You may not have heard about moringa yet, but it probably won’t be long until you do. In 2008, it was highlighted as the “mystery plant” in the National Institutes of Health Record for its “potential to help reverse multiple major environmental problems and provide for many unmet human needs.” And in 2012, Dr. Oz featured the plant on his site and TV show as a natural way to reenergize your day. These days, it’s being used in “detox teas,” like Lyfe Tea, which, among other things, claims to eliminate fat, improve focus, help with physical endurance, help control weight, and rid the body of toxins.
Native to India, Pakistan, Bangladesh, and Afghanistan, moringa oleifera is gaining more popularity in the U.S. in 2018. But its benefits aren’t news to other parts of the globe. The NIH Record reports that moringa is known by over a hundred different names—among them “drumstick tree,” “ben tree,” and “horseradish tree”—in various languages around the world. The leaves, seeds, and fruits can be consumed, and it’s very easy to grow, even in areas with damaged soil or affected by drought.
The Nutritional Benefits
The leaves are the most nutritious part, boasting protein, iron, all the amino acids, “seven times the vitamin C of oranges, four times the calcium of milk, and twice the protein of yogurt,” according to the NIH. This stacked nutritional profile is responsible for its purported “energy boost.” Oil from the plant can be used for cooking and the leaves can be used to make tea or a milk substitute. Moringa can also be used to purify water. This makes it an excellent resource in areas where large portions of the population are malnourished.
But what does this mean for those of us who do have access to clean water and nutritious foods? Recent studies on the medicinal properties of moringa confirm uses that have been practiced for centuries, among them “remarkable wound healing properties, which can be attributed to the antibacterial and antioxidant activities.” The plant also appears to be useful in regulating sugars in people with diabetes. Other uses being studied include protecting the liver, boosting immunity, reducing hypertension, and maintaining healthy skin.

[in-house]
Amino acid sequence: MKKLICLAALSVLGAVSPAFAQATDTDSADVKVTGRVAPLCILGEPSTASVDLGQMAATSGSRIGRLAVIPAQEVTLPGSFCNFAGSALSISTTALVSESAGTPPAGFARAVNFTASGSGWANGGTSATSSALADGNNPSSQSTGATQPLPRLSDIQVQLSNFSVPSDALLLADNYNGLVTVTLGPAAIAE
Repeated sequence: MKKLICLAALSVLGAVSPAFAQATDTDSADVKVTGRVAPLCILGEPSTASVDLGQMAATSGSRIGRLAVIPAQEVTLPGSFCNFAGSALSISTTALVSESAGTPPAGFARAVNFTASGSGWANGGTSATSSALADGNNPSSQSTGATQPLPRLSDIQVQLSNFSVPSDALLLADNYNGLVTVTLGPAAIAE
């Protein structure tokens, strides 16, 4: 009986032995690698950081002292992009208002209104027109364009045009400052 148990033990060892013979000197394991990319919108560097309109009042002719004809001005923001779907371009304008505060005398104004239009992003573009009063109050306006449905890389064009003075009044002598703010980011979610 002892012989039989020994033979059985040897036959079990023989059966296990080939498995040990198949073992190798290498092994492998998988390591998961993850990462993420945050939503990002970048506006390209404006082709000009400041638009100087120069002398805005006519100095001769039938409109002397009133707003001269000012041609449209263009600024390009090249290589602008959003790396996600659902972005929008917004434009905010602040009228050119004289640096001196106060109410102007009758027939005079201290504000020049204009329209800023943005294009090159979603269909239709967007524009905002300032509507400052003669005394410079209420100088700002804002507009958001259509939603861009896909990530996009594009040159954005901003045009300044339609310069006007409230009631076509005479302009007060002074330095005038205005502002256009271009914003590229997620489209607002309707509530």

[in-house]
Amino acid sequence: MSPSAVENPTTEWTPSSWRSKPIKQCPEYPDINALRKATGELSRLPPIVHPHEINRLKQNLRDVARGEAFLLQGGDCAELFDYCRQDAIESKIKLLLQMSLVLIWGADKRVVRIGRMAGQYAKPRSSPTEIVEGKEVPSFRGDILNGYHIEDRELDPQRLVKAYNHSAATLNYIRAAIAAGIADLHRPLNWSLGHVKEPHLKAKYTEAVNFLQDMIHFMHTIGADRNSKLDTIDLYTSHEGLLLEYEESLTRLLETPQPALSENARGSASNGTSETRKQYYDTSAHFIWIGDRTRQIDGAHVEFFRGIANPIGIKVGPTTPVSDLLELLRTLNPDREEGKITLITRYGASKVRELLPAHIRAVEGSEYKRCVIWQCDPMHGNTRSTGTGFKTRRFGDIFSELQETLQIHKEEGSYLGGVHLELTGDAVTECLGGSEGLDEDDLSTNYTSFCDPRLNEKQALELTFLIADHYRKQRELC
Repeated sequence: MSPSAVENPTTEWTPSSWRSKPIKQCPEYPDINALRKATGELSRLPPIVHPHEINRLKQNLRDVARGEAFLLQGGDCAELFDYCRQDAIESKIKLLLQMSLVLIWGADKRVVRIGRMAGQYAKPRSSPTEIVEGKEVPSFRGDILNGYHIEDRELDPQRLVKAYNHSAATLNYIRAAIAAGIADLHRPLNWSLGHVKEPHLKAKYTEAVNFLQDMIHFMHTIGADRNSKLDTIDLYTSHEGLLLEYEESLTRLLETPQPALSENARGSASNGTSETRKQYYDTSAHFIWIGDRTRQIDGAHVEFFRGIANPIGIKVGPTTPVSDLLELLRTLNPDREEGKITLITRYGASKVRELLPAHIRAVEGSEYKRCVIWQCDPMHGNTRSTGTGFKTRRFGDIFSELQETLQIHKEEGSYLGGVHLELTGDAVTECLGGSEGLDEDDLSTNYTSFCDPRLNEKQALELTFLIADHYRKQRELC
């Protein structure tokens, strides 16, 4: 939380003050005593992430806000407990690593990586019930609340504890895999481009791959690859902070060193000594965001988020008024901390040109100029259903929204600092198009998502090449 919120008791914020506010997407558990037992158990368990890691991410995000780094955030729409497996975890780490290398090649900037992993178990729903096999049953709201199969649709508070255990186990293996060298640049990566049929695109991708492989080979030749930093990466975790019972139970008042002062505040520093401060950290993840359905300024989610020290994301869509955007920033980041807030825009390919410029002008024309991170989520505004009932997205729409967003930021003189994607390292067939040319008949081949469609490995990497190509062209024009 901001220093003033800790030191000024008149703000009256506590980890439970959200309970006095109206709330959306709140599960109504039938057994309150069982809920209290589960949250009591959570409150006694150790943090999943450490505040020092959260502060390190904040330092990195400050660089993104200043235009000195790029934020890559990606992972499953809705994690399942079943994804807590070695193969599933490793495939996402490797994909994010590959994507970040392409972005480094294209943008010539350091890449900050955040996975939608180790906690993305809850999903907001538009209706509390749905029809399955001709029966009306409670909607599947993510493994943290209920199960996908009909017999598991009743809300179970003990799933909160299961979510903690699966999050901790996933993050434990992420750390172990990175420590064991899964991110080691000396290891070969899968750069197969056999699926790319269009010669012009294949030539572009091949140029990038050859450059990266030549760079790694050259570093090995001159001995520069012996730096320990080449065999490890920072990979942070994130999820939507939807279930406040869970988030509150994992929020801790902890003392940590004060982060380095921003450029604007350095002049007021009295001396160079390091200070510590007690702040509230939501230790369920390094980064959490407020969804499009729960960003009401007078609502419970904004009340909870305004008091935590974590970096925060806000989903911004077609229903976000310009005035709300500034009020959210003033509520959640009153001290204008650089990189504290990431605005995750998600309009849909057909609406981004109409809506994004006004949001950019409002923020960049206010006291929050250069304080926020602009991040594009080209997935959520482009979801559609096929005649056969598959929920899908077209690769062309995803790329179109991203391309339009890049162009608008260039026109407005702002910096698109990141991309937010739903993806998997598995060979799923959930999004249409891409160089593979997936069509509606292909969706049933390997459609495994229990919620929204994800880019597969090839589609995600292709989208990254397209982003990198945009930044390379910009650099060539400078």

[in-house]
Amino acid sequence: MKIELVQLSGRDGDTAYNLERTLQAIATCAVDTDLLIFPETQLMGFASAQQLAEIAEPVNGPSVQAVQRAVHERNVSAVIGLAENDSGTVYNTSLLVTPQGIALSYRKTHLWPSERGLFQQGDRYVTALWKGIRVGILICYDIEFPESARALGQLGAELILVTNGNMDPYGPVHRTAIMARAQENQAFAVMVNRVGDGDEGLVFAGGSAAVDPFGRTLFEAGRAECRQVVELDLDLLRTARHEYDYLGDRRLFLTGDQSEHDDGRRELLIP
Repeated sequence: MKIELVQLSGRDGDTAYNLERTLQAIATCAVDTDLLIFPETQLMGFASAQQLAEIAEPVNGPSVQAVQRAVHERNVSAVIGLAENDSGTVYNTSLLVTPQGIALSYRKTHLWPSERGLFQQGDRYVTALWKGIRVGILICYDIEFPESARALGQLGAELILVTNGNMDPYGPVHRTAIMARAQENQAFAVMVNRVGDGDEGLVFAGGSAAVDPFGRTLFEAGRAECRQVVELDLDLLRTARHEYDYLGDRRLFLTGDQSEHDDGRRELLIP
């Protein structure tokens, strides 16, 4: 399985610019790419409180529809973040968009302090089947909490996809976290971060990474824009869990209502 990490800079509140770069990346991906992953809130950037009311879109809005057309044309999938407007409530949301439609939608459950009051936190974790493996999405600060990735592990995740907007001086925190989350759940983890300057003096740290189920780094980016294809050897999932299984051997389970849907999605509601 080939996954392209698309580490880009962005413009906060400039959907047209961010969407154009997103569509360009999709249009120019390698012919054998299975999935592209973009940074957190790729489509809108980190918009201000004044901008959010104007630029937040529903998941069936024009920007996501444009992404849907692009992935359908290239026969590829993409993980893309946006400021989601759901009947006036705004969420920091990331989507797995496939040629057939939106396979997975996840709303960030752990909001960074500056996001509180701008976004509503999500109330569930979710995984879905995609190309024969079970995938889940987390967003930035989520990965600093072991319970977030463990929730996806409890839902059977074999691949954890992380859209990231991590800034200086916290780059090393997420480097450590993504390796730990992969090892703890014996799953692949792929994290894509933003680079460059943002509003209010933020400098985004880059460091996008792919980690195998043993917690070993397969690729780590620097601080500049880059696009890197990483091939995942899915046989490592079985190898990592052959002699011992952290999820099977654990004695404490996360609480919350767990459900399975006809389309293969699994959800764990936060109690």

Possible Side Effects
Research has suggested that the plant is safe for human use, but there are potential side effects to consuming the root and bark, including uterus contractions, thus potentially causing miscarriage in pregnant women or preventing implantation of an embryo. Taken in large doses, the leaves can have a laxative effect.
The majority of the studies completed to date were done in test tubes or on animals, mostly rodents. When considering the results of a study, it's important to note which part of the plant was used and how it was obtained, as different parts may have different effects on the body. A review of research in Phytotherapy Research reports, “Little effort to standardize extracts and to employ standardized extracts appears to have been made, and as a consequence, it is difficult to relate, compare, and contrast the results of one study with another.”
Tips for Taking Moringa
Because the plant is recognized as an herbal supplement and not a drug, there isn’t a universally recommended dose. Some research suggests 29 milligrams per kilogram of body weight as the optimal dose, though that may differ, depending on the benefits you’re seeking to gain from consuming it. It's wise to start with a small amount and increase the dose as necessary (especially considering the laxative effect). Moringa can also be used topically, for skin conditions like athlete’s foot and dandruff.
Typically, moringa is sold in powder or capsule form in the U.S., to improve shelf life when it’s shipped from Asia or Africa. It’s also sold as dried leaves, which can be used to make tea. As interest in the plant grows and more moringa products make it onto store shelves, seek out the purest form available, one free from synthetic fillers and cleaned with purified water.
As with any supplement, check with your health care provider before introducing moringa into your diet. Until we know how moringa produces the “miraculous” health benefits it claims, we won’t know for sure what else it might be doing in humans. With a balanced diet and moderate exercise, let’s not forget that our bodies are miraculous in themselves!